AMSTERDAM (Reuters) - The Philippines asked global judges on Tuesday to recognise its right to exploit waters in the South China Sea, a case that could bolster territorial claims by other countries against China in the resource-rich body of water.
China, which claims economic and territorial rights in almost the entire sea, has boycotted the proceedings and rejects the court’s authority in the case.
But experts say a ruling could influence other cases in the heated South China Sea dispute - involving Vietnam, Taiwan, Malaysia, Brunei and other countries. Indonesia has signalled it may also go to the court to counter an increasingly-assertive China that has heightened tension in the region.
Lawyers appeared at the Permanent Court of Arbitration in The Hague, asking it to acknowledge the Philippines’ right to areas within 200 nautical miles of its coastline, under the terms of a U.N. convention.
Manila is contesting Beijing’s claim, dating back to just after World War Two, to an area known as the “nine-dash lane” which stretches south and east of mainland China and covers hundreds of disputed islands and reefs.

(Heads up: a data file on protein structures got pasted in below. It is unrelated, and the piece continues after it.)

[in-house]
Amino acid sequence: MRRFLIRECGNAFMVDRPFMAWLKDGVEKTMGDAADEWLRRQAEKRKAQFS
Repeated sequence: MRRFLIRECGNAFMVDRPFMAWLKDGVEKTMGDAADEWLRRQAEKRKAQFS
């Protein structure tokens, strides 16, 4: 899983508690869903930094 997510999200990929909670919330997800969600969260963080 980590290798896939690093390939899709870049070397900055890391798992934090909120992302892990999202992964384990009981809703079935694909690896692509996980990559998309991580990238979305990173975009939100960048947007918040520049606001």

“Now the court will discuss the meat of our case against China,” Foreign Ministry spokesman Charles Jose said in Manila.
“We are confident that we will get a favourable decision on some of the issues, but it would be unrealistic to expect that we will get a favourable decision on all issues,” he added.
The Philippines will make submissions on 15 claims during the proceedings. China says the legal challenge could delay a negotiated settlement between the two countries.
Japan, Vietnam, Thailand and Malaysia will also observe the pleadings, which will run until Nov. 30 in private. A final ruling is expected in mid-2016.
The United States, traditionally the region’s dominant security player, also objects to China’s moves, sending military aircraft to survey China’s development activities.
Court rulings are supposed to be binding on its member countries, which include China. But the tribunal, set up in 1899 as one of the first international judicial institutions, has no powers of enforcement and its rulings have been ignored before.
The Philippines’ case is based on the United Nations Convention on the Law of the Sea (UNCLOS) - a pact that does not cover matters of sovereignty, but outlines a system of territory and economic zones that can be claimed from features such as islands, rocks and reefs.
Additional reporting by Manuel Mogato in Manila; Editing by Anthony Deutsch and Andrew Heavens